(I think Dan will catch the allusion)

There is no way to write this next part without sounding preachy or overreaching, and I am afraid that someone will  say, who are you to second guess, or critique anyone’s spiritual pilgrimage?   (And of course, I am not qualified.)  But I do know that part of what it means to be part of living spiritual body… the body of Christ, is to encourage our fellow pilgrims and brothers, to keep our eyes on Jesus, the author and finisher of our faith.   

When I hear Freaks, I am not sure if I am hearing just good pop, or … something which is kind of like a grand diversion from something ever so much more central, the love relationship at the center of reality.  And if human relationships can ebb and flow, or even break down and wither on the vine, so too can our relationship with the eternal groom.

It is hard not to hear the “dystopian” vibe  inside the shimmer of Freaks.   Yes there is an intoxicating celebration of love.  And yes, there is the angst that goes with parting (in whatever context), but I am also NOT hearing something I might have heard in the earlier works of Dan, through the mouth of his twenty year old band Jars of Clay; namely that desperate dependence on the God who walks with us, through the brilliance and the storm.

There is nothing here that directly proclaims a war with God.  On the other hand, the sound, the glitter, the big city slickness, even the sexual energy….in combination with the absence of anything that references the larger romance in which we live, hints hard at spiritual malaise.  I know this may not sound fair.   Should the same absence be found in the offerings of any other artist, I wouldn't think a thing about it.   (In fact, I would praise them for being extra dimensional and exploring the full range of romance.)  When I find that absence here where I one heard a "voice in the garden" It causes me to pause.  

Am I hearing things?

*the cover graphics too,  characterized by the loss of face, or a mask of sky and earth, only reinforce the idea.  Something is missing.   Something is hid.  Something is out of order in the universe.

Addendum.  For a slightly different take... on the process, purpose ... even lack of agenda, see Dan's Personal Blog.  The Hawk In Paris, a Primer.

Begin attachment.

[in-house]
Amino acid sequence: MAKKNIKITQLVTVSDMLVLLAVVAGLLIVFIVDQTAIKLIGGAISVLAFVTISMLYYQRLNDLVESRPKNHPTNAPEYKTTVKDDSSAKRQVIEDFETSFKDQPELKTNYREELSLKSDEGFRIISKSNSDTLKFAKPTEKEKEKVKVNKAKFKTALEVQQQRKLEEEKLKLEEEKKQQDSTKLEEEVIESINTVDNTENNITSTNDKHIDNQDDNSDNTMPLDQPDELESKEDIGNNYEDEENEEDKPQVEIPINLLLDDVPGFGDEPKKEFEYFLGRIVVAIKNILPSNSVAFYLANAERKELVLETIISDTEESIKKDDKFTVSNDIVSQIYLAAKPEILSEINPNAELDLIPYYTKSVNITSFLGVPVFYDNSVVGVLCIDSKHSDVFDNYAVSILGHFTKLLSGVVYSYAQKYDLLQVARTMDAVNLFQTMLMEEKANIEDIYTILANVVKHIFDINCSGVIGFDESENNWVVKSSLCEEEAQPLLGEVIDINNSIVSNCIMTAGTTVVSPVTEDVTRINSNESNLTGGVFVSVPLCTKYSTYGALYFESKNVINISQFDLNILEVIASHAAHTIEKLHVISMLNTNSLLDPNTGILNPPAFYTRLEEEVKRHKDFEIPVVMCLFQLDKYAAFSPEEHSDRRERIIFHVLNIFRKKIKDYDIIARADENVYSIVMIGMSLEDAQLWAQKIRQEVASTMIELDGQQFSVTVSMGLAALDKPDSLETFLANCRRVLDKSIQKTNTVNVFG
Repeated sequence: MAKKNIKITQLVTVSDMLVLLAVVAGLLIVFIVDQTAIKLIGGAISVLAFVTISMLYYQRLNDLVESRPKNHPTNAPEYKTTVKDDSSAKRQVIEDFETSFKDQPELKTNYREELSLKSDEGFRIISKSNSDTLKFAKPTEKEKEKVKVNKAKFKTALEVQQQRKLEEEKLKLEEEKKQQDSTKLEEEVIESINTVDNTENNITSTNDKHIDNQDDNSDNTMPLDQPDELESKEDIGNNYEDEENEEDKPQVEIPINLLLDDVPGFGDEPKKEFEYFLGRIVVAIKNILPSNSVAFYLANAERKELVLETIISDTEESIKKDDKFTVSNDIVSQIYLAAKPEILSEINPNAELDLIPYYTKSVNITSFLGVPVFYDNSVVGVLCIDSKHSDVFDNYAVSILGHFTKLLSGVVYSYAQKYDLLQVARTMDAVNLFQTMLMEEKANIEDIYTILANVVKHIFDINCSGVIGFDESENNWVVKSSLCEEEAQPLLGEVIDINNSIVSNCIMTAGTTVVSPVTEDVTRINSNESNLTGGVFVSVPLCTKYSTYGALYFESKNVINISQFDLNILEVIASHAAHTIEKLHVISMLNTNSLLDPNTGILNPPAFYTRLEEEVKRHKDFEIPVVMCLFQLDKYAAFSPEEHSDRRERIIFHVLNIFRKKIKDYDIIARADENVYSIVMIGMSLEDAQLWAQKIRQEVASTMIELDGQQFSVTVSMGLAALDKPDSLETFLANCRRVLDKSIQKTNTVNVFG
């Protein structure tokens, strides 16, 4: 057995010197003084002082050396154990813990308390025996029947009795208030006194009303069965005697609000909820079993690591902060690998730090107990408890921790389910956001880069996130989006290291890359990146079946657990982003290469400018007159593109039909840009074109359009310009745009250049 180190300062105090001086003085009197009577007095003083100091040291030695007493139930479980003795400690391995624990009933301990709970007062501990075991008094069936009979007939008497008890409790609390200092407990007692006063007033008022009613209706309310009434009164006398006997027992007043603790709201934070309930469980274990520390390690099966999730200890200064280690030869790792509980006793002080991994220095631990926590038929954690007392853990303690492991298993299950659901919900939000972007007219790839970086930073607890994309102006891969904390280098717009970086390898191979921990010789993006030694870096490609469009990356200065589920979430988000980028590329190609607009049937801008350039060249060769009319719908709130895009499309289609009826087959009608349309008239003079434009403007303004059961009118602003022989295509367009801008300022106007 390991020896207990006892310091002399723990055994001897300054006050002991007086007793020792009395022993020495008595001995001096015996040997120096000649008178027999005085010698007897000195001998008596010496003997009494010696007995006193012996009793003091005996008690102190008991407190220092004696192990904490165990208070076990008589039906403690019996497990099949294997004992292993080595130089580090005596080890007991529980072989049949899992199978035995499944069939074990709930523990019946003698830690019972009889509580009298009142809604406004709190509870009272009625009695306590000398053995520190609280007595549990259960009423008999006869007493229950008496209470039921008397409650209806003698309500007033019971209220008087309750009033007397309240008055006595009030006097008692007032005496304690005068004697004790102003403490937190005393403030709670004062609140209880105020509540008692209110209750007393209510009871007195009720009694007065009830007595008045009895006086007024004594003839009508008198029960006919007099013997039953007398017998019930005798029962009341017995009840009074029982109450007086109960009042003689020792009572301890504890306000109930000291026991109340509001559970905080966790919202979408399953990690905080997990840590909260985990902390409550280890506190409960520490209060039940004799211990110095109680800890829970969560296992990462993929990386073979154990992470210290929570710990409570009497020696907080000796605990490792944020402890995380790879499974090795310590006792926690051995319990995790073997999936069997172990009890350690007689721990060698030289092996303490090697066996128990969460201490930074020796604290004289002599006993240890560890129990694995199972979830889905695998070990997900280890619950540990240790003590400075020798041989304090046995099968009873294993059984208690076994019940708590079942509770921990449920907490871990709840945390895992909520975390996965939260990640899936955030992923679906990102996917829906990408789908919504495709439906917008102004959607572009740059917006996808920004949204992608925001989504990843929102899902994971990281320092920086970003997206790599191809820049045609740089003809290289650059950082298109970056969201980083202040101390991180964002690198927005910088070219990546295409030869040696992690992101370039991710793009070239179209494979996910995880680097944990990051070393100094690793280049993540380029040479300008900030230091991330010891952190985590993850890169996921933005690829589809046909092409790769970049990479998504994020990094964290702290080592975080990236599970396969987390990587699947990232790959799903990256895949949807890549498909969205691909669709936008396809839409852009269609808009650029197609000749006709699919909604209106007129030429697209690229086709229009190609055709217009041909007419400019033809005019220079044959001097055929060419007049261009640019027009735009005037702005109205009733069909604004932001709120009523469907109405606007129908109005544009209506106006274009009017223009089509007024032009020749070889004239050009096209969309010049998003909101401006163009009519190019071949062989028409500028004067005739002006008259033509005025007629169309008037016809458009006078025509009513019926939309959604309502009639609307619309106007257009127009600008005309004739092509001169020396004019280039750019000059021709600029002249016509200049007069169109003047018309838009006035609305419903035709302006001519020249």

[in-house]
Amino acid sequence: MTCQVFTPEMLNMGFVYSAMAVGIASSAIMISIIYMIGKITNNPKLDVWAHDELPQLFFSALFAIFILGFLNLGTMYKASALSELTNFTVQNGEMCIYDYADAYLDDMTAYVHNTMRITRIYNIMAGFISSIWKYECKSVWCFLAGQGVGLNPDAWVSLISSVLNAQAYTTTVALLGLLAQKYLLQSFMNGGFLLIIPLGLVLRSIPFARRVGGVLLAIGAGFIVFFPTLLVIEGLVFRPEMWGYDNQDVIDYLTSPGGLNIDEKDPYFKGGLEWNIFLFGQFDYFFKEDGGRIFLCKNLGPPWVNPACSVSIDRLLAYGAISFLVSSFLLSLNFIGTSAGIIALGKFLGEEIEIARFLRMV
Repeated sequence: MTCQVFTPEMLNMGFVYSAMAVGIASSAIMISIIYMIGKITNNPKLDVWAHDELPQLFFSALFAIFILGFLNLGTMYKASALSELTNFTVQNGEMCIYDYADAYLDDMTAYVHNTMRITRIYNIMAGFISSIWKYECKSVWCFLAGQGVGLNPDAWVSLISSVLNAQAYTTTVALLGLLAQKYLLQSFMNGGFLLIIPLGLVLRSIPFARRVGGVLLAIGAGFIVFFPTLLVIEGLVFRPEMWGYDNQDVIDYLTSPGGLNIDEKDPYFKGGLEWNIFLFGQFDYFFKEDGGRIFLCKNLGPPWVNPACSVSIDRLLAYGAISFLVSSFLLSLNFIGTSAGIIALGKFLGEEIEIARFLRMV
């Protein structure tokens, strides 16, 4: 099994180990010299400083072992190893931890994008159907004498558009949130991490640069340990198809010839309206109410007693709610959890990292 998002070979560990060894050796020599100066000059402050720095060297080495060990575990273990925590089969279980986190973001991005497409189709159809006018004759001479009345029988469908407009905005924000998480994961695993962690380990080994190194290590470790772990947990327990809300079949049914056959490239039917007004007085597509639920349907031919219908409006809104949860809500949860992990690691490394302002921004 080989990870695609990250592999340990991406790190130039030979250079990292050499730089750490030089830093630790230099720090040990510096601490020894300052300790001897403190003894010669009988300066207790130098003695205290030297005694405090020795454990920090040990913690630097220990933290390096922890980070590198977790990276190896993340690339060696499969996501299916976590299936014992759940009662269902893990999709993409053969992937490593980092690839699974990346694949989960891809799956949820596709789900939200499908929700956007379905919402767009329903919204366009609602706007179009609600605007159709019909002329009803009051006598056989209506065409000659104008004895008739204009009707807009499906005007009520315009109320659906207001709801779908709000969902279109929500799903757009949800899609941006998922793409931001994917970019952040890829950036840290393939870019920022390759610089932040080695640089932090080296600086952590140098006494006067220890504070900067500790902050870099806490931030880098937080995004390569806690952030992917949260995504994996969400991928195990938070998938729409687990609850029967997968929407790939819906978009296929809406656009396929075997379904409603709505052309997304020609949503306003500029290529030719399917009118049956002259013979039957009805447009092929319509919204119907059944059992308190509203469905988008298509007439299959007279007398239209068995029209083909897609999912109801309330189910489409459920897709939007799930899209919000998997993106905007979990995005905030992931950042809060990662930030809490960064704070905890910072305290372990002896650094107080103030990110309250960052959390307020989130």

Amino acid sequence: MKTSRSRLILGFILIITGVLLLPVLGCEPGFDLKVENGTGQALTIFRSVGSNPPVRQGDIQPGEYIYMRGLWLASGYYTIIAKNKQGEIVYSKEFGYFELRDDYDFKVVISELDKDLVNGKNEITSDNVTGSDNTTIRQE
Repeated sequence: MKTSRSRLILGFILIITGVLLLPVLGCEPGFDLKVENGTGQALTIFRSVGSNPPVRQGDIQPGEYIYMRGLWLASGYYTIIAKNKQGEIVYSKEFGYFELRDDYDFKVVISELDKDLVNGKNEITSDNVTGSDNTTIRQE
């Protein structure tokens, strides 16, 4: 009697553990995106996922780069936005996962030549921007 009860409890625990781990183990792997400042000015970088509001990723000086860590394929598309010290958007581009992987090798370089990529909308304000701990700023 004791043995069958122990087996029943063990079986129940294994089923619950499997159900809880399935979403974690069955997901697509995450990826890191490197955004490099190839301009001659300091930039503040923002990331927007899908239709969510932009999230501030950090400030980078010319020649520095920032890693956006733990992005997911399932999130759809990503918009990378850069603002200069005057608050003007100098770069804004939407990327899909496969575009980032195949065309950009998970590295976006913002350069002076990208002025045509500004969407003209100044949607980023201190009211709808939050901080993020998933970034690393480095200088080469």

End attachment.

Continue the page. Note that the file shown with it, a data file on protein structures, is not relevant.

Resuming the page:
Tuesday, October 22, 2013

Randy Stonehill: Lazarus Heart: album review

Artist: Randy Stonehill
Album Lazarus Heart. 1994

Genre: Pop  (adult contemporary)

First, the strengths:   The theme.  Randy’s ever melodic voice.  The collaboration with other artists. (With background vocal or musical treatments by Phil Keaggy, Christine Dente, Rick Alias, Bob Carlisle, Michael W. Smith.  

Weakness.  Radio Friendly. 

Nothing like reviewing an album almost 19 years after the fact.  Just so happens I picked this one up used, as part of an effort to flesh out my Stonehill Collection.   I regard Randy as part of my inner 12.  That is, one of those musicians whom I count as forming the soundtrack for my soul, who has left an indelible imprint, and whom I would just love to spend some time with as we talk about the deepest things of the heart. 

As is, I have the pleasure of owning  most everything Randy created before, and most things after this… And all I can say is that I am thankful that he didn’t stop here.

The reviews on Amazon kind of surprised me.  Lots of five star reviews.  As for me, this was a real hit and miss.  Not so much for his writing, or voice, but more for the production.   Way too polished for my ear.  Which may explain the strong ratings.   Some folks like that sound.   Me, I want to hear the spit and phlegm, the breaking strings and tendons, the desperation in the voice. Give me all those signs that tell me this person smokes, or is about to have a nervous breakdown. (Okay, maybe not the smokes.) A number of these songs just sounded like the musical base was made for someone else.   My sense, from writing to voice, to total concept is that Randy may have been going for a radio friendlier sound.   Which, if you want to eat, makes a little sense. 

HOWEVER, I counted at least four songs that did so fully resonate with my ears, that I gave them either or four or five star rating for rotation.   4 stars:  Under the Rug, That’s why we don’t Love God, and Troubles, with the 5 star for the utterly angelic liquid voice ballad “When I am afraid.”   This one showcases Randy at his most sensitive vocal ballet.    Hmm.  (May move Under the Rug, with extra Phil Keaggy crunch to 5)

In speaking to the “sound” of this album, I may be missing the most important element.
Lazarus heart builds around a unifying theme of  --- (hold on)  -- Being possessed of a Lazarus Heart.  Which, in addition to being the name of an earlier  song by Sting, and a later novel by someone else)  might refer to the heart of corruption (or death) in need of resurrection.